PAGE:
On occasion, a Long-Term Care Home may determine that they are unable to meet the needs of an applicant applying for residency in their facility. Let's trace the process in Ontario and possible action strategies.
What happens after I have been qualified for Long-Term Care and my wait list has been submitted to the selected homes?
At this point the CCAC Coordinator will forward the assessment information to the selected Residences for their review. At that time, the home will assess their ability to provide care based on the information provided. The home may request further clarification of the assessments if desired.
What happens if my application to a Long-Term care home is rejected and I am not eligible for one or more wait lists?
After an assessment and review of the applicant's application, if there are reasons a home is unable to accept a client to their wait list, there is a process that must be followed for notification. The home is required to provide the grounds in which the application was refused with supporting evidence. The applicant must receive this information in writing. The MOHLTC and the CCAC must also be given this information.
There is specific government legislation in place that governs the refusal process, should the home have concerns about meeting an individual's care needs.
What are some of the actions that an applicant can do to address a refusal?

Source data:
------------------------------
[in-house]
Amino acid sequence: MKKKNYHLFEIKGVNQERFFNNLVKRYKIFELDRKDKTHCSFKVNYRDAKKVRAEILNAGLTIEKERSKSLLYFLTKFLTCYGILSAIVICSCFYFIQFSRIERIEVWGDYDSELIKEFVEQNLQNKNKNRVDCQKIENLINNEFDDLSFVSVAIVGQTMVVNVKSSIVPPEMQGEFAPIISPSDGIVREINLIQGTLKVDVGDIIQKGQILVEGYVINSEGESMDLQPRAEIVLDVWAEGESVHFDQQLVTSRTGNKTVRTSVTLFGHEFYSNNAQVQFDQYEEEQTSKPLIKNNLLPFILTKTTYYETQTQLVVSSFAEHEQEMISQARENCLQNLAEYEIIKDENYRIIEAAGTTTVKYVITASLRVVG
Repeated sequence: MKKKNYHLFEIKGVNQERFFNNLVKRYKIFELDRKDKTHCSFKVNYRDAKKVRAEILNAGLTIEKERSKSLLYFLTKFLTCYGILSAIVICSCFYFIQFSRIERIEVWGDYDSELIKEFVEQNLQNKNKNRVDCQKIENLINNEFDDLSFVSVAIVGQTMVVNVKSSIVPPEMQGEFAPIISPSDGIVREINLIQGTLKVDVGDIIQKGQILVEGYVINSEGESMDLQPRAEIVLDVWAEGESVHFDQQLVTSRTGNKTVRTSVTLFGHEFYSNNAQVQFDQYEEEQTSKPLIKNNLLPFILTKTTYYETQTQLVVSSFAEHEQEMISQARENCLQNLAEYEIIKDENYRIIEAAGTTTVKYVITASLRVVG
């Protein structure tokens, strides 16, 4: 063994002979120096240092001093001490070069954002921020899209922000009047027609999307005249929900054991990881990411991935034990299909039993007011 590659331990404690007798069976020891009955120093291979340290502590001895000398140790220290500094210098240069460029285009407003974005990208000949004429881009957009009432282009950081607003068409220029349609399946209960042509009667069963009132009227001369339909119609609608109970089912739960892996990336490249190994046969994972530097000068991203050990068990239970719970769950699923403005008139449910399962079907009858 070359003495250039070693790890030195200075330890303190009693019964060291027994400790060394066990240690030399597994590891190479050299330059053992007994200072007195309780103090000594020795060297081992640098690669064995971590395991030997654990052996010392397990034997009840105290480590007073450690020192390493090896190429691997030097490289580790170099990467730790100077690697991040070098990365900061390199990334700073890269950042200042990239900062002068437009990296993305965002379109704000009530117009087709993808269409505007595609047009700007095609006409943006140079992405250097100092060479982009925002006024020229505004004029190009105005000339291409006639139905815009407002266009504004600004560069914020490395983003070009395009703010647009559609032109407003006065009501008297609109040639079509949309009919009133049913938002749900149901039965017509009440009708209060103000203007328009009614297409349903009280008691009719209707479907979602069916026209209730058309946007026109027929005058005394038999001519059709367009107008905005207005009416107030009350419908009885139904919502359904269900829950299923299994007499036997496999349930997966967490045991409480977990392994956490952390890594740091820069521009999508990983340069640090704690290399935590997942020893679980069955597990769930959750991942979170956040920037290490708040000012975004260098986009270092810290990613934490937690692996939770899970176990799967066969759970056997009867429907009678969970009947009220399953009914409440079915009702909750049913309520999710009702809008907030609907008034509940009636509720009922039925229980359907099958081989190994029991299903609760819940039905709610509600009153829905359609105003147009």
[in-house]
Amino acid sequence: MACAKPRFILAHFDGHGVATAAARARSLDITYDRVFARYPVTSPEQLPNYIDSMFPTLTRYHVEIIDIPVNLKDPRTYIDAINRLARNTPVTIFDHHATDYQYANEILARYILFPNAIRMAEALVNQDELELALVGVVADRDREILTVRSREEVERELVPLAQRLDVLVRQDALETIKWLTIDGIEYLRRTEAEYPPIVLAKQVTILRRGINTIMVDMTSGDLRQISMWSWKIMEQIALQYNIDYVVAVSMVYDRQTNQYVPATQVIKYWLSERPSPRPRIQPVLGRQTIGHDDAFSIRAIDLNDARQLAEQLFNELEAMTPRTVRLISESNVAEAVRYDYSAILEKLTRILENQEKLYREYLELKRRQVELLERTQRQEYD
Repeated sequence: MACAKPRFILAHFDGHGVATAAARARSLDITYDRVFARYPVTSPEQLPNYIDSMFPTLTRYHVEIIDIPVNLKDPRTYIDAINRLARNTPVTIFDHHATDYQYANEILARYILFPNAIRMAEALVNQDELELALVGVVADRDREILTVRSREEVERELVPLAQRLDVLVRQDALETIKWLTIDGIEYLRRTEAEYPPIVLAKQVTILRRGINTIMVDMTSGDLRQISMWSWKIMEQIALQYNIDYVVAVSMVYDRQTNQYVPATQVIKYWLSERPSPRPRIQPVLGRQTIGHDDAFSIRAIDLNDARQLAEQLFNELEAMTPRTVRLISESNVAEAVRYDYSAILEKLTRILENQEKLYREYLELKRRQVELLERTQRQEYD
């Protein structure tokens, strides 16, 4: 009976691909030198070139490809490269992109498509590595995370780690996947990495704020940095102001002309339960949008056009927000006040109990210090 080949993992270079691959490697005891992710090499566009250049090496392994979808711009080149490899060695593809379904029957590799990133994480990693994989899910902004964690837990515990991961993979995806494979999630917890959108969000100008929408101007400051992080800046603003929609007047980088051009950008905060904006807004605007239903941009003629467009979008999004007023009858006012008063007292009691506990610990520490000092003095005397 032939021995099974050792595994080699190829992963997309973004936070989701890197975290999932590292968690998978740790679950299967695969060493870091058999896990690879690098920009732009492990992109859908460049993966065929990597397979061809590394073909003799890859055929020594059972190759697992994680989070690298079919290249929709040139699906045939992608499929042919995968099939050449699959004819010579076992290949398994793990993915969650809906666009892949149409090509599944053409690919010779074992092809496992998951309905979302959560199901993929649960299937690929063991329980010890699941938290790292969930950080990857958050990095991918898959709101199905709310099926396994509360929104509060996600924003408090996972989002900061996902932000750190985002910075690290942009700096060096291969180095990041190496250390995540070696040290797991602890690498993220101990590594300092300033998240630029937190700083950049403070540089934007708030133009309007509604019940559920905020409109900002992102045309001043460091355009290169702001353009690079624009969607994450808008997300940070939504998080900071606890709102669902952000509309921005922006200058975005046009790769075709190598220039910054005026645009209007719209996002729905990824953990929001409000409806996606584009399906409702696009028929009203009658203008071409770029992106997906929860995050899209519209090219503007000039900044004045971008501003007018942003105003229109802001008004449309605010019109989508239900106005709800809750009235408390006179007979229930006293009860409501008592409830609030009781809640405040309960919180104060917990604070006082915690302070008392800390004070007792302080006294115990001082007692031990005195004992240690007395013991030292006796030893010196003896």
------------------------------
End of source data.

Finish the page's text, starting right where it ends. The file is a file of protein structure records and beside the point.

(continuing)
- Engaging in a discussion with the CCAC Case Coordinator
- Information can be accessed through the MOHLTC action line. Although this can be an anonymous help line, you will be required to leave your contact number. A response may take up to 3 business days. (The Long-Term Care ACTION Line is open seven days a week, from 8:30 a.m. to 7:00 p.m., and can be reached toll-free at: 1-866-434-0144.) http://www.health.gov.on.ca/en/public/contact/ccac...
- ACE: The Advocacy Centre for the Elderly may be able to provide additional information, legal guidance and support. Telephone queries are accepted for specific concerns. 416-598-2656 http://www.advocacycentreelderly.org/
Where does information exist regarding Long-Term Care legislation aside from the above resources?
Information about the Long Term Care Homes Act for Ontario can be accessed via the link below. The document specifically addresses legislation surrounding these and other topics relating to LTC homes in Ontario.
On a positive note, acceptance is far more common to home wait lists than refusals. Long-Term Care Homes in Ontario are subject to governance by the MOHLTC (Ministry of Health and long-Term Care). There are very specific rules, regulations and guidelines in place to address a home's actions and care services.
If your application is refused, take the time to collect your thoughts and start making the appropriate contacts. Keeping the lines of communication open will enhance your ability to advocate effectively and address your options.